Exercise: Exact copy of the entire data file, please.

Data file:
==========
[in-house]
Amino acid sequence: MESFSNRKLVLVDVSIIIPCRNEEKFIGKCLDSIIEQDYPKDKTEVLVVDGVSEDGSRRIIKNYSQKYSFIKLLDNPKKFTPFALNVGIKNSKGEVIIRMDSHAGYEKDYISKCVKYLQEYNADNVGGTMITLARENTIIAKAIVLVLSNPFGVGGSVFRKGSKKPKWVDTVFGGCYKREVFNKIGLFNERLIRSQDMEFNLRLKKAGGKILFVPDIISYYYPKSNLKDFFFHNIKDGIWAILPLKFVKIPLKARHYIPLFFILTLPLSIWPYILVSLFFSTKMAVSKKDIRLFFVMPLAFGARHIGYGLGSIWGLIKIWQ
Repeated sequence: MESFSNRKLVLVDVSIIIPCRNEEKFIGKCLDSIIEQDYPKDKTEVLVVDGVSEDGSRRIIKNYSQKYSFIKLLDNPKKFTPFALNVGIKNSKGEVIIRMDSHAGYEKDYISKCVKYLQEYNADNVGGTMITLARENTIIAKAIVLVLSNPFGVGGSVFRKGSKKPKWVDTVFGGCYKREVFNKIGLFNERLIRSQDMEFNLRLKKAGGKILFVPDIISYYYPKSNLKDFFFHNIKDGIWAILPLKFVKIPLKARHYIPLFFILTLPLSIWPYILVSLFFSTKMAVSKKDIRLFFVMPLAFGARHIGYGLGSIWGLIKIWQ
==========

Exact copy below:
[in-house]
Amino acid sequence: MESFSNRKLVLVDVSIIIPCRNEEKFIGKCLDSIIEQDYPKDKTEVLVVDGVSEDGSRRIIKNYSQKYSFIKLLDNPKKFTPFALNVGIKNSKGEVIIRMDSHAGYEKDYISKCVKYLQEYNADNVGGTMITLARENTIIAKAIVLVLSNPFGVGGSVFRKGSKKPKWVDTVFGGCYKREVFNKIGLFNERLIRSQDMEFNLRLKKAGGKILFVPDIISYYYPKSNLKDFFFHNIKDGIWAILPLKFVKIPLKARHYIPLFFILTLPLSIWPYILVSLFFSTKMAVSKKDIRLFFVMPLAFGARHIGYGLGSIWGLIKIWQ
Repeated sequence: MESFSNRKLVLVDVSIIIPCRNEEKFIGKCLDSIIEQDYPKDKTEVLVVDGVSEDGSRRIIKNYSQKYSFIKLLDNPKKFTPFALNVGIKNSKGEVIIRMDSHAGYEKDYISKCVKYLQEYNADNVGGTMITLARENTIIAKAIVLVLSNPFGVGGSVFRKGSKKPKWVDTVFGGCYKREVFNKIGLFNERLIRSQDMEFNLRLKKAGGKILFVPDIISYYYPKSNLKDFFFHNIKDGIWAILPLKFVKIPLKARHYIPLFFILTLPLSIWPYILVSLFFSTKMAVSKKDIRLFFVMPLAFGARHIGYGLGSIWGLIKIWQ